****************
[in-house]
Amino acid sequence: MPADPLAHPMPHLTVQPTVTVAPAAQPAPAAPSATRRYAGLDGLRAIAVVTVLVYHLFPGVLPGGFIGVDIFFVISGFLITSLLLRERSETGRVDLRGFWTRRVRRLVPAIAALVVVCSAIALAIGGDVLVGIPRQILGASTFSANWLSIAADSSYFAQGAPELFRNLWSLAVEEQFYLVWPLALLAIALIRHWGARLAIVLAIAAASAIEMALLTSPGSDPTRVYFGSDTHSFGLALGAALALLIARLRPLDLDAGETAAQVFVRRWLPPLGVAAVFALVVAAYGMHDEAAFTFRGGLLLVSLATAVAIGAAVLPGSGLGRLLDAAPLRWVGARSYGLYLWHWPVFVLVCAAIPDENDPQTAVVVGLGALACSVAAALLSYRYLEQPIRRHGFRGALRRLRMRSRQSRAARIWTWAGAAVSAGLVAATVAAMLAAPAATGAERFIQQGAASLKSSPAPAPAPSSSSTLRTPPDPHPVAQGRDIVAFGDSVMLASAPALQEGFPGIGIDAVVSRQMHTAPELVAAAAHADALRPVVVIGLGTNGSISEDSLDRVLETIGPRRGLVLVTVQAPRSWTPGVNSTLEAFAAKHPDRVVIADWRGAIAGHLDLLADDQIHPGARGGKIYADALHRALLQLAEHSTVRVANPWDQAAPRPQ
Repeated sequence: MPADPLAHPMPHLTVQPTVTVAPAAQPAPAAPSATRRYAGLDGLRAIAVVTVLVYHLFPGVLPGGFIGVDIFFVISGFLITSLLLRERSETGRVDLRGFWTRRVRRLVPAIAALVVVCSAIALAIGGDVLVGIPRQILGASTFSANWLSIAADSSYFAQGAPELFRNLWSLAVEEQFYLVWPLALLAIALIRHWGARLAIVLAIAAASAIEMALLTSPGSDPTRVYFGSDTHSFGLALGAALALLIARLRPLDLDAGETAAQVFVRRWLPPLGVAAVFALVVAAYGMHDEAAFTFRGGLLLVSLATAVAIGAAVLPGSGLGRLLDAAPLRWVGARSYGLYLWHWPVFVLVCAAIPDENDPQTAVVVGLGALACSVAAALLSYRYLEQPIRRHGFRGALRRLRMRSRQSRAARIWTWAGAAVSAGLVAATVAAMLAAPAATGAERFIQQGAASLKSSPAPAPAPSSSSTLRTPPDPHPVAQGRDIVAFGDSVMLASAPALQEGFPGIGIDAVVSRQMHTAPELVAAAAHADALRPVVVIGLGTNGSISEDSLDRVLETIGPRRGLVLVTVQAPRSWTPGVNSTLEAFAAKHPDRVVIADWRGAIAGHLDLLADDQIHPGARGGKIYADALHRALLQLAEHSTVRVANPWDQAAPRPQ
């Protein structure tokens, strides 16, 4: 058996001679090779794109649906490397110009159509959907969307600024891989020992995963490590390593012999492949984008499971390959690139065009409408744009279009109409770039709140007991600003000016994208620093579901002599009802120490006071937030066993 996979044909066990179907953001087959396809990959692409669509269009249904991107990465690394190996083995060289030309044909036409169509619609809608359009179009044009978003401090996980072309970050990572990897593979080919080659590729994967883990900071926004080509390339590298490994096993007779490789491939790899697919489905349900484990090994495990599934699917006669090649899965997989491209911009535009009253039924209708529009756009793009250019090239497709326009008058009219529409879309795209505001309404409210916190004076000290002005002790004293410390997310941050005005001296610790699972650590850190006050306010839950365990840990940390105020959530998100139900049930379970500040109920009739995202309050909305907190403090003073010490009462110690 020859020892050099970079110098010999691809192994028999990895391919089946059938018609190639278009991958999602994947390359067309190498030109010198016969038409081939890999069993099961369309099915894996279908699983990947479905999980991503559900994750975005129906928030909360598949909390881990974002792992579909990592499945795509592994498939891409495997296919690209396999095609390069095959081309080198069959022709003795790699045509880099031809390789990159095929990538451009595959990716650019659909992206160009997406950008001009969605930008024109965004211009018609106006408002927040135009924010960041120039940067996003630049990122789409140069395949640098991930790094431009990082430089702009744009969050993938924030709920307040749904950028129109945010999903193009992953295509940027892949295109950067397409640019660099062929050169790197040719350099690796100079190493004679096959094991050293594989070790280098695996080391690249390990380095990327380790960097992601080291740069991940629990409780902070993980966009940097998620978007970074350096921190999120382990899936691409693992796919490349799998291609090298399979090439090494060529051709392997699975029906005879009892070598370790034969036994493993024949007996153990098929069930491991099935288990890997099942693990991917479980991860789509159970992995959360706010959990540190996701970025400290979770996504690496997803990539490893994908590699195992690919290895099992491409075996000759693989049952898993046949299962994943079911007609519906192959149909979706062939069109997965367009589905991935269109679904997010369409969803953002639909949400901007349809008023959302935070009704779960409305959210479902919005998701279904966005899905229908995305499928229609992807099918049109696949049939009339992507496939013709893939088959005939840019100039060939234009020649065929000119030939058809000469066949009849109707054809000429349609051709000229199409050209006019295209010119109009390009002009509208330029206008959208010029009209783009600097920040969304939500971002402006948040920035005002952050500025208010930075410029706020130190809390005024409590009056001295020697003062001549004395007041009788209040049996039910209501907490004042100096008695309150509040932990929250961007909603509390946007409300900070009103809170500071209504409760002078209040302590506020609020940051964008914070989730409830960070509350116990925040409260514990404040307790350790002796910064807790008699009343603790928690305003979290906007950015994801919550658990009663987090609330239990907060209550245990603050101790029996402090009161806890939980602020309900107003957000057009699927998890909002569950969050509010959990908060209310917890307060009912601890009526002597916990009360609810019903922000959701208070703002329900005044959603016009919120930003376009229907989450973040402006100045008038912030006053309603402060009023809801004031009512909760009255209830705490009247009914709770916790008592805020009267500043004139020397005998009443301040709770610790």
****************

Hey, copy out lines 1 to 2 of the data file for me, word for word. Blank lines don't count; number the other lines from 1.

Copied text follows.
[in-house]
Amino acid sequence: MPADPLAHPMPHLTVQPTVTVAPAAQPAPAAPSATRRYAGLDGLRAIAVVTVLVYHLFPGVLPGGFIGVDIFFVISGFLITSLLLRERSETGRVDLRGFWTRRVRRLVPAIAALVVVCSAIALAIGGDVLVGIPRQILGASTFSANWLSIAADSSYFAQGAPELFRNLWSLAVEEQFYLVWPLALLAIALIRHWGARLAIVLAIAAASAIEMALLTSPGSDPTRVYFGSDTHSFGLALGAALALLIARLRPLDLDAGETAAQVFVRRWLPPLGVAAVFALVVAAYGMHDEAAFTFRGGLLLVSLATAVAIGAAVLPGSGLGRLLDAAPLRWVGARSYGLYLWHWPVFVLVCAAIPDENDPQTAVVVGLGALACSVAAALLSYRYLEQPIRRHGFRGALRRLRMRSRQSRAARIWTWAGAAVSAGLVAATVAAMLAAPAATGAERFIQQGAASLKSSPAPAPAPSSSSTLRTPPDPHPVAQGRDIVAFGDSVMLASAPALQEGFPGIGIDAVVSRQMHTAPELVAAAAHADALRPVVVIGLGTNGSISEDSLDRVLETIGPRRGLVLVTVQAPRSWTPGVNSTLEAFAAKHPDRVVIADWRGAIAGHLDLLADDQIHPGARGGKIYADALHRALLQLAEHSTVRVANPWDQAAPRPQ